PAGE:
The Common Core: What Do Military Families Need to Know?

If you are a military family with school-age children, chances are you’ve heard something about the Common Core State Standards. Either you are in one of the 42 states that has adopted the standards, or you face the prospect of moving to one of those states during your service member’s military career. But what exactly is the Common Core and what does it mean for military families?

So what the heck is the Common Core, anyway?

The Common Core is a set of standards that outline what skills and concepts students should master in math and language arts as they move from kindergarten through grade 12. They were developed in 2009 when the National Governors Association and the Council of State School Officers agreed  there should be a consistent set of high standards used across the country so all students would graduate high school ready for college or careers. As of August, 2015, the Common Core standards have been adopted by 42 states and Washington, D.C. While the standards are uniform, schools and school districts design their own curricula and plan their own lessons.

My child’s school adopted Common Core and now I can’t understand his math homework! What gives?

The Common Core standards included changes to the way in which math is taught, especially in younger grades. The goal was to move beyond rote memorization and improve children’s understanding of math concepts while giving them different methods to solve problems. This can be incredibly frustrating for parents who grew up solving problems a certain way and are understandably confused by new methods they never learned. Some parents also point out the new methods are more cumbersome and time-consuming than the “carry the one” system many of us grew up with. However, the goal of using manipulatives and other new methods to teach math is not just to get the right answer, but to help children gain a deeper understanding of the concepts behind the problem.

My child is worried about standardized testing and his teachers seem stressed out too. Is this because of Common Core?

Whether or not they use the Common Core, all states have education standards. Standardized testing is the most commonly accepted method used to determine whether students are meeting state standards and if they are not, how and where they are falling short. As states adopted the Common Core, new standardized tests had to be developed that reflected the new standards. Some parents and teachers have complained the new tests are not well designed and not reflective of what is being taught in the classroom. The issue is related to the test design than to the standards themselves.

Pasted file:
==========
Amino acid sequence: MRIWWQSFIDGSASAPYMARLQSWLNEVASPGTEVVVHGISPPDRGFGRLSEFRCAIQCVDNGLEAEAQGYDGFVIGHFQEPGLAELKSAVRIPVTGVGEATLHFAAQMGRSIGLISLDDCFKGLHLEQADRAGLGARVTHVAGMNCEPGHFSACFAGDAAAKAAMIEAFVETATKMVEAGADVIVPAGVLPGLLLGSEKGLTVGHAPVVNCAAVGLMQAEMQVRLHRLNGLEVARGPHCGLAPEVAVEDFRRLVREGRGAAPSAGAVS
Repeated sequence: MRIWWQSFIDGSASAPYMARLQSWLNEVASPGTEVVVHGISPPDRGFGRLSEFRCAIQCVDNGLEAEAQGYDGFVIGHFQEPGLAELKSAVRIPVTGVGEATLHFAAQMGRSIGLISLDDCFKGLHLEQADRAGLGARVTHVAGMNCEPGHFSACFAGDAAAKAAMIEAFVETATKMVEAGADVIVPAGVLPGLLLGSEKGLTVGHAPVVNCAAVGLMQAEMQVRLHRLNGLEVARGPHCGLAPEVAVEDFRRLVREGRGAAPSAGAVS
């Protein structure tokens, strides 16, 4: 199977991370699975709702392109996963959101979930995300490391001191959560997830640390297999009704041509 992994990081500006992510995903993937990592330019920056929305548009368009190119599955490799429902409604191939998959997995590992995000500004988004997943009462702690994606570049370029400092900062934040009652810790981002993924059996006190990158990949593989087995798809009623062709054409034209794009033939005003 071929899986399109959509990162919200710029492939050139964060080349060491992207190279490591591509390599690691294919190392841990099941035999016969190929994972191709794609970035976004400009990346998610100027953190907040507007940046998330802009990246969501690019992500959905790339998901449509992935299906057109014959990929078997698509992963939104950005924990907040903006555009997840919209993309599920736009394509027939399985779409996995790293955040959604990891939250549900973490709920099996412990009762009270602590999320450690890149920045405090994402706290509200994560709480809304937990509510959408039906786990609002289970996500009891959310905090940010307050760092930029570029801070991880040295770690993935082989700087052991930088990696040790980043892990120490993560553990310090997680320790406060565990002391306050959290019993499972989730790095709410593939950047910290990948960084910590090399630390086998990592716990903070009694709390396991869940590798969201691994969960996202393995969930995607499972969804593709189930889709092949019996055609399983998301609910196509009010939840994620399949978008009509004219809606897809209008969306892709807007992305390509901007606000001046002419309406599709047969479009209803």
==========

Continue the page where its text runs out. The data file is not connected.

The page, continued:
My child attends a Department of Defense Education Activity (DoDEA) school. What do we need to know about Common Core?

DoDEA has adopted College and Career Ready Standards which mirror the Common Core. They are rolling out the new standards gradually. Students in kindergarten through fifth grade began learning under the new math standards during the 2015-2016 school year. The new standards are set to be implemented for grades six through 12 starting in 2016.

Bottom line, what does the Common Core mean for military families?

At one time, almost every military family had a story about moving to a new school district only to find their children were far ahead – or far behind – because standards in their old and new school were so different. The Common Core addresses this problem by implementing a uniform set of high standards, so kids and their families know what is expected when they move to a new school. We recognize the standards aren’t perfect and the implementation has been difficult in many locations. But the standards themselves will help accomplish what we have been calling for for years – ensuring military children receive a high quality education wherever they happen to be stationed.

What is your family’s experience with the Common Core? Share your stories below!

Posted April 15, 2016


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